Macbeth - The Witches are the Heart of the Play

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“The Witches are the Heart of the Play”     Paddy L

In Shakespeare’s day many, most people would have had no doubts about he actual existence of witches, and in their powers of evil, demonstrated by the European witch craze, where some 9 million women were burnt at the stake for practicing ‘witchcraft’. There were however strong arguments as to their non-existence in the same period. Even the play’s opening stage direction, “Enter three witches”, could be interpreted as a compressed historical commentary on the belief in witchcraft from antiquity, until the 1700’s. The practice of witchcraft was perceived as subverting the established order of religion and society, and thus was not tolerated, while death for murder by witchcraft had been the standard punishment since 1563. The prominent part played by the Witches in this case came at a fitting time, since King James first encountered witchcraft while returning from a trip to Denmark, where it came to light that several witches had tried to cast spells upon him. This resulted in the development of a passionate interest in the Black Arts: “In respect of the strangeness of these matters” he “took great delight to be present at [the Witches’] examinations”. His interest would only have been fanned to learn that “by reason the King is the greatest enemy he hath in the world”.

The intensity of the tragedy in MacBeth is hinged on the question of whether the witches exercise control over an innocent MacBeth- where the question of demonic possession has been raised-, or whether he is entirely responsible for his own repulsive actions. The play MacBeth opens with three Witches – representatives of the supernatural – discussing their proposed meeting with MacBeth. The very heart of the play is struck at in this opening scene, when they chant in unison, “Fair is foul, and foul is fair”[I:I, 11]. This phrase concerns the theme of reversal of values, which recurs throughout the play, largely brought about by the Witches influence. This rather confused phrase refers to the moral confusion that Scotland would imminently be thrown into by MacBeth’s actions, through the killing of Duncan. By committing this murder, MacBeth shuns all natural laws of nature that were especially revered at the time, and as in original sin, order was plunged into chaos. The weight of his ensuing damnation, and thus the weight of the tragedy, rests on Shakespeare’s ability to portray MacBeth as a highly praiseworthy, noble character- who can then turn villain.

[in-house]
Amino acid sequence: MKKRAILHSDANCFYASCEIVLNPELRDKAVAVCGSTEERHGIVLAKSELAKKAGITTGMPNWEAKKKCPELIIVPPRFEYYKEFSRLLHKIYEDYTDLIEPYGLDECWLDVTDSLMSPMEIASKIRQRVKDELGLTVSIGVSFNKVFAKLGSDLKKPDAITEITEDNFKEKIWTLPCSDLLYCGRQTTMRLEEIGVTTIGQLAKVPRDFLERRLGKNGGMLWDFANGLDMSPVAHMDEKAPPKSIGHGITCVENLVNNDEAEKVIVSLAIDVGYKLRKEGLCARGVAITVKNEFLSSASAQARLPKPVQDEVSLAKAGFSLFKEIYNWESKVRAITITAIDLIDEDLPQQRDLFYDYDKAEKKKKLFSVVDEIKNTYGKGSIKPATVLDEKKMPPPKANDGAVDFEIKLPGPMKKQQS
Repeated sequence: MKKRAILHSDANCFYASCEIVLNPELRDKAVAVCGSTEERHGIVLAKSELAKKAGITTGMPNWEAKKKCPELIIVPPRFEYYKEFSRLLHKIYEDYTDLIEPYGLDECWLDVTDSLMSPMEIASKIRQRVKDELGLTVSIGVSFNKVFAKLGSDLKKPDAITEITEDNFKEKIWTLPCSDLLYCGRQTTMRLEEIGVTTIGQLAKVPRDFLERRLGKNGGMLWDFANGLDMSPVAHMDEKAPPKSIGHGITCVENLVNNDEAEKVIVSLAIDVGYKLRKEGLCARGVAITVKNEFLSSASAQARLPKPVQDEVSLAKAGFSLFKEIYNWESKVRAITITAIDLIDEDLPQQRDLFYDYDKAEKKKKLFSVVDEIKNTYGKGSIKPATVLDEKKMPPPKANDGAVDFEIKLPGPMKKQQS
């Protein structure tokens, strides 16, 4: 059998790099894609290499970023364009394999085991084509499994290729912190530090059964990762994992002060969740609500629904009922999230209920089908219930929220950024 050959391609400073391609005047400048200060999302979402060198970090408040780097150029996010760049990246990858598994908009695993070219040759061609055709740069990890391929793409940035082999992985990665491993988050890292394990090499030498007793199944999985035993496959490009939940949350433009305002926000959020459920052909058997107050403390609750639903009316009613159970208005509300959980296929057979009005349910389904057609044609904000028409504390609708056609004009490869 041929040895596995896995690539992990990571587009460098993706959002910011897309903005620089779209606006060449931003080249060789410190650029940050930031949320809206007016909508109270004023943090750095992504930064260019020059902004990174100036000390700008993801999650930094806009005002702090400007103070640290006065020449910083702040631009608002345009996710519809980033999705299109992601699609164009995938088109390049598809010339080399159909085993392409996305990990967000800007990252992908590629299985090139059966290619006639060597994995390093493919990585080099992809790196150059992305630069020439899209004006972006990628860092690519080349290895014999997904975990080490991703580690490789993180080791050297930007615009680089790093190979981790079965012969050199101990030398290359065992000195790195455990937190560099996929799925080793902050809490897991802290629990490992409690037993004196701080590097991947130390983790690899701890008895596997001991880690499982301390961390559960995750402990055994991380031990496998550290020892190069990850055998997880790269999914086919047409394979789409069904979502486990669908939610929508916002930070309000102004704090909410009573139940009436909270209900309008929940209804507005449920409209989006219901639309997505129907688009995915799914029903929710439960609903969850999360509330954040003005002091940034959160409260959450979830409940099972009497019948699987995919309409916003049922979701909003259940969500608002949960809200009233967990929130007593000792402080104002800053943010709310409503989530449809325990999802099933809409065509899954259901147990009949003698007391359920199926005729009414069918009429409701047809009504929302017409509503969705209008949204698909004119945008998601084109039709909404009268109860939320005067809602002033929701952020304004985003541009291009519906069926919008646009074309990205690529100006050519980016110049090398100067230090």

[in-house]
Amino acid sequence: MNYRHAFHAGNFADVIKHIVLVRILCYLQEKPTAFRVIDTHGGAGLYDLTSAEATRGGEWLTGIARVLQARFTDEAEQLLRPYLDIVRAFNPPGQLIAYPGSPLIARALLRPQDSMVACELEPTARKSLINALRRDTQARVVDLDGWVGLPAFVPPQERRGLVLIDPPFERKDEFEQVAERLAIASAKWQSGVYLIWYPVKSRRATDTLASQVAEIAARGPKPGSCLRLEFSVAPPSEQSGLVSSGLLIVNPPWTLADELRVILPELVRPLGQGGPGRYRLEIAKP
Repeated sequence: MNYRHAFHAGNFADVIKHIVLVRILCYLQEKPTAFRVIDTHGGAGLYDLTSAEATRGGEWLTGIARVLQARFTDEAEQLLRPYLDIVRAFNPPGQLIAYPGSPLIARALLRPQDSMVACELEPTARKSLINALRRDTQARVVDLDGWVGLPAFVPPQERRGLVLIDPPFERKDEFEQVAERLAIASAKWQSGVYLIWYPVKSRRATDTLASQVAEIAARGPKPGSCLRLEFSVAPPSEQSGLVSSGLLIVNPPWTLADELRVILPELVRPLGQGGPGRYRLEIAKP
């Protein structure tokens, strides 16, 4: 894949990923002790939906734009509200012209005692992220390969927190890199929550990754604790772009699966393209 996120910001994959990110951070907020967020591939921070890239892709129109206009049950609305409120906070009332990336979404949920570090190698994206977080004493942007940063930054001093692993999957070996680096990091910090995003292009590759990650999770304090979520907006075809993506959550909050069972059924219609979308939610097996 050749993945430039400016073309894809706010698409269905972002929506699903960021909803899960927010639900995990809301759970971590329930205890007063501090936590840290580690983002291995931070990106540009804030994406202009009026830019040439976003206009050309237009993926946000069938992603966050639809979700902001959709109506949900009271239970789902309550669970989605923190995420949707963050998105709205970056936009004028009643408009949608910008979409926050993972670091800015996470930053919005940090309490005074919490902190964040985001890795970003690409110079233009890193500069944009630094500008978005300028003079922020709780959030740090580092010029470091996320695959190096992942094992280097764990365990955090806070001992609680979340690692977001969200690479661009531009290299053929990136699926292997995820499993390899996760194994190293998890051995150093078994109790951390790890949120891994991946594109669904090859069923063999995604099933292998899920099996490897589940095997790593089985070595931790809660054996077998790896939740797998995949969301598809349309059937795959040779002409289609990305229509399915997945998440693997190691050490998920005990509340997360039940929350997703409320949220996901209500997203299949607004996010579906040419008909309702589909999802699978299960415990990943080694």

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The three witches in the tragedy are introduced right at the beginning of the play and the brief opening scenes instantly give an impression of mystery, horror and uncertainty. This is a sort of omen of things to come, with the witches creating an atmosphere of evil and disorder.

The seeds of evil in MacBeth are not planted by the witches, though; they are only cultivated by them. His wicked ambition is already at work before his first encounter with them, this ambition made more prominent by the contrast in reaction between himself and Banquo.  

Banquo is deeply ...

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